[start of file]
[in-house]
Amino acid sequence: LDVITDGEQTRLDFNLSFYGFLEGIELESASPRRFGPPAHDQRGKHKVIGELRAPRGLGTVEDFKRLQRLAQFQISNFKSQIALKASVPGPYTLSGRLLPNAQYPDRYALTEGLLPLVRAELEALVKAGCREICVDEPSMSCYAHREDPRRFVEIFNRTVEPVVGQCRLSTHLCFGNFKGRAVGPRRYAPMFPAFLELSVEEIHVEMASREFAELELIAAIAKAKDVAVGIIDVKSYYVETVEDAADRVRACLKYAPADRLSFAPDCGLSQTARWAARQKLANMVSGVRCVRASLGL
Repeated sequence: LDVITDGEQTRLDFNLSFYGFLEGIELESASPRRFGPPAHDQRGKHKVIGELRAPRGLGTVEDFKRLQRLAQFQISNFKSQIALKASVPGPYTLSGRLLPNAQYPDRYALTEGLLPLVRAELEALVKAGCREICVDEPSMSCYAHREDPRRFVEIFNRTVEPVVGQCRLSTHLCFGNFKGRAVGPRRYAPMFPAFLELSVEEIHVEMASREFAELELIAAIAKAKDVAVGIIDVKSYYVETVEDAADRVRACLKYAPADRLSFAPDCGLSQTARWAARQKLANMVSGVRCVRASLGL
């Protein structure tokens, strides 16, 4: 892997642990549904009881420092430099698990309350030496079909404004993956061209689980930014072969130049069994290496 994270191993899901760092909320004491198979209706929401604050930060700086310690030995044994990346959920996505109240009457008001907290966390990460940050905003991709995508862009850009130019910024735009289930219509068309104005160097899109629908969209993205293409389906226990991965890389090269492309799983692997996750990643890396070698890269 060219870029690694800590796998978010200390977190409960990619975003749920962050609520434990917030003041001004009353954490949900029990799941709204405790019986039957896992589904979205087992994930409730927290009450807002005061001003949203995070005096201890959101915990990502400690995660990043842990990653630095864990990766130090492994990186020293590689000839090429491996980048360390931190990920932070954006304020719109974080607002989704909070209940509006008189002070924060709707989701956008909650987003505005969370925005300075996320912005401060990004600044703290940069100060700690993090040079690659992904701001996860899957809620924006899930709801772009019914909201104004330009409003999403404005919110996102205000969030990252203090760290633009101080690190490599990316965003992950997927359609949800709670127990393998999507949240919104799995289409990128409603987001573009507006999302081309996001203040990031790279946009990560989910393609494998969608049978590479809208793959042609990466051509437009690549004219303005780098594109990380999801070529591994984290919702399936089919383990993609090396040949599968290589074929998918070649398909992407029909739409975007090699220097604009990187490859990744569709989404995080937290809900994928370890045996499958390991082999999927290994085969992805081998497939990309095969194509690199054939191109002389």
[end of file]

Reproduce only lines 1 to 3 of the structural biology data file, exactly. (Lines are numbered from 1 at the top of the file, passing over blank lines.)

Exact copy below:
[in-house]
Amino acid sequence: LDVITDGEQTRLDFNLSFYGFLEGIELESASPRRFGPPAHDQRGKHKVIGELRAPRGLGTVEDFKRLQRLAQFQISNFKSQIALKASVPGPYTLSGRLLPNAQYPDRYALTEGLLPLVRAELEALVKAGCREICVDEPSMSCYAHREDPRRFVEIFNRTVEPVVGQCRLSTHLCFGNFKGRAVGPRRYAPMFPAFLELSVEEIHVEMASREFAELELIAAIAKAKDVAVGIIDVKSYYVETVEDAADRVRACLKYAPADRLSFAPDCGLSQTARWAARQKLANMVSGVRCVRASLGL
Repeated sequence: LDVITDGEQTRLDFNLSFYGFLEGIELESASPRRFGPPAHDQRGKHKVIGELRAPRGLGTVEDFKRLQRLAQFQISNFKSQIALKASVPGPYTLSGRLLPNAQYPDRYALTEGLLPLVRAELEALVKAGCREICVDEPSMSCYAHREDPRRFVEIFNRTVEPVVGQCRLSTHLCFGNFKGRAVGPRRYAPMFPAFLELSVEEIHVEMASREFAELELIAAIAKAKDVAVGIIDVKSYYVETVEDAADRVRACLKYAPADRLSFAPDCGLSQTARWAARQKLANMVSGVRCVRASLGL